The stock market cliff dive that began three weeks ago and reached a crescendo Monday has crushed the spirits of some investors who had been crawling back from the 2008 financial crisis.
Many psychologists say they are now trying to cope with the emotional fallout from some people who thought they were recovering from their own financial downturn.
"I liken this as the acute phase of natural disaster," said Joshua Klapow, clinical psychologist at the University of Alabama in Birmingham. "And at its core, it's psychological. Not financial."
The Dow fell more than 600 points Monday, its biggest point loss in a single day since Dec. 1, 2008 and its sixth biggest point drop ever. While gains on Tuesday were a step in the right direction, some experts say investor sentiment may take longer to turn.
Unlike the height of the recession, where the steady worsening eased some people into an emotional lull, the market's volatile drop and influx can bring about a vicious cycle of anxiety-induced impulsive behavior, Klapow said.
"You're seeing people who may not make the soundest financial decisions just so they can do something to manage their emotions," said Klapow. "We don't know what's going to happen right now."
Many seem to be equipped with a financial game plan during stable but bad times, said Klapow. But instability strips people's sense of control, he said.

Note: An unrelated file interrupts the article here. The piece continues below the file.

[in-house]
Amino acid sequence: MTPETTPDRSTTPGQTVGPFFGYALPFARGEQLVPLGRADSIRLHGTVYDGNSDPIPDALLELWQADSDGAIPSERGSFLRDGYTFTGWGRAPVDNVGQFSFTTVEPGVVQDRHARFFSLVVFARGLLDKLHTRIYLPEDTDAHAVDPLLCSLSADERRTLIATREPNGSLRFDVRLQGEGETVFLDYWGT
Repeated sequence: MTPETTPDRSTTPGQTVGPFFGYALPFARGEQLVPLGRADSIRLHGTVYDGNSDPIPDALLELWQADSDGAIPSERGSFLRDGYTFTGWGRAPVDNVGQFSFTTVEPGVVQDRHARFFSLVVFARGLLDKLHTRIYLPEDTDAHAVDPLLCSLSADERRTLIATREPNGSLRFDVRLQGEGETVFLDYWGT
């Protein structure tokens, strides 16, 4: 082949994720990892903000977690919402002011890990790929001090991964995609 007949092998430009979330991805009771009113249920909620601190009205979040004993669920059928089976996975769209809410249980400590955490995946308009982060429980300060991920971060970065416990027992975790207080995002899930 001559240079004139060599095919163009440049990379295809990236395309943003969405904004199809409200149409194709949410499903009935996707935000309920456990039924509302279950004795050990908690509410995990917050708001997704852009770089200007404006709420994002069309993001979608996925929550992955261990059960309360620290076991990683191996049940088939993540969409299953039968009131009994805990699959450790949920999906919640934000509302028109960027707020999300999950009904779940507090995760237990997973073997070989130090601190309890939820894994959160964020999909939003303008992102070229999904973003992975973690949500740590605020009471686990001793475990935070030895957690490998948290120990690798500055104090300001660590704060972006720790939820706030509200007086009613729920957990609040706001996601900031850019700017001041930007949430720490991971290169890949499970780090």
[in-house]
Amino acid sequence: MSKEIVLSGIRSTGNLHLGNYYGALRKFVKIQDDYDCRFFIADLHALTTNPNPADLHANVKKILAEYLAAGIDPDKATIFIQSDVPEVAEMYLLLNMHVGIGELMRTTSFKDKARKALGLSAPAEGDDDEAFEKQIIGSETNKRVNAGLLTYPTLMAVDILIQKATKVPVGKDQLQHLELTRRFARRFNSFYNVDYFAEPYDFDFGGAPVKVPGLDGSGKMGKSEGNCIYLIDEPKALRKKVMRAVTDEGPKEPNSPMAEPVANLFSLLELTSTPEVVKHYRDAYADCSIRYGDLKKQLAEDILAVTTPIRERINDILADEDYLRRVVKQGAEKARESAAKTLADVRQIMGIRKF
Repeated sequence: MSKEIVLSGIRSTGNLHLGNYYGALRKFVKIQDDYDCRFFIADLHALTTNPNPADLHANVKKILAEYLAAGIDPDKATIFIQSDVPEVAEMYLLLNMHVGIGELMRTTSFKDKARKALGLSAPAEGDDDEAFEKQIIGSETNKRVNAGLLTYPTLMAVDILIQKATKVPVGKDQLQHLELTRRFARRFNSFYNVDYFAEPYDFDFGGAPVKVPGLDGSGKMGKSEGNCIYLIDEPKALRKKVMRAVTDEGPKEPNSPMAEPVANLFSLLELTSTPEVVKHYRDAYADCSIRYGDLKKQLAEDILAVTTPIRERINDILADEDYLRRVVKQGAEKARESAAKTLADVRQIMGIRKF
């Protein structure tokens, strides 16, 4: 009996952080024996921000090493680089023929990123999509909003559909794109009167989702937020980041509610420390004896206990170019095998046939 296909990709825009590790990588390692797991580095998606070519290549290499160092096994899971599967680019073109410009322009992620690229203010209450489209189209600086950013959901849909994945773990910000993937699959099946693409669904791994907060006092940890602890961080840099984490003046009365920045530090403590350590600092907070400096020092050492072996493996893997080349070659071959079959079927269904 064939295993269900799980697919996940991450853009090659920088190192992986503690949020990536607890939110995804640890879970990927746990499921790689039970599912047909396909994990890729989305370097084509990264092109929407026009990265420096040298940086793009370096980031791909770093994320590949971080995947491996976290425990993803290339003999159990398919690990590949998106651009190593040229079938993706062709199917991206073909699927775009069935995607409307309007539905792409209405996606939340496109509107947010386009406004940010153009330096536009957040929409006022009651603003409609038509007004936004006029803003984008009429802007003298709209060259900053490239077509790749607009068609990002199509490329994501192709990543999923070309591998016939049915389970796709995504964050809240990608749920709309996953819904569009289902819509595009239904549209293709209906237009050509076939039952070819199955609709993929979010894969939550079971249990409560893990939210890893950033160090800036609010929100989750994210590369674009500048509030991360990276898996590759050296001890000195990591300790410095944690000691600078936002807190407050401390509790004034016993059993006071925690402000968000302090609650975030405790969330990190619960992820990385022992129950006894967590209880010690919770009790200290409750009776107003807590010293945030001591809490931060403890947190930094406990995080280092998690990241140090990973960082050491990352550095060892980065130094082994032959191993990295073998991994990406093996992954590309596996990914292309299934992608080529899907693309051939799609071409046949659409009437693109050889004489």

"Lack of control is one of the most anxiety-provoking situations," said Klapow. "One could liken it to being diagnosed with an illness with an unknown prognosis."
The physical symptoms of financial stress and anxiety are much like that of general anxiety, and can include constant worrying, chest tightness, and nausea.
"The stimulus that's causing the anxiety is different because finances are tied to so many things," said Klapow.
For many, finances are tied to their standard of living and their quality of life; everything from their spending habits to how they use their free time.
Psychology experts say that it's a person's perception of how much control they have over their finances, not the amount of money invested into the stock market, which drives his or her level of anxiety.
The perception that a sudden loss could be life-changing -- no matter how many dollars they started with -- could trigger more intense feelings of anxiety.
Kathleen Gurney, president of Financial Psychology Corporation, has researched people's feelings about money for more than two decades. She says certain personality types are more resilient during sharp downturns while others are certain to experience distress.
In a 28-question assessment Gurney worked to develop over eight years, Gurney carved out nine possible individual financial profiles.
Only two of the nine--the entrepreneurs and the high rollers --can naturally stomach the risk, she said. The rest of us learn how to cope.
"Most of us would rather avoid risk," said Gurney. "We don't have a high level of tolerance."
Instead, many suffer from what Gurney once read in an editorial as "get-me-out syndrome," where a person's emotions take control and he or she pulls too quickly out of the market.
"What you don't want to do is fall back on the get-me-out syndrome and catch the get-me-smart syndrome," she said. "You want to manage your stress now before you have a knee-jerk reaction."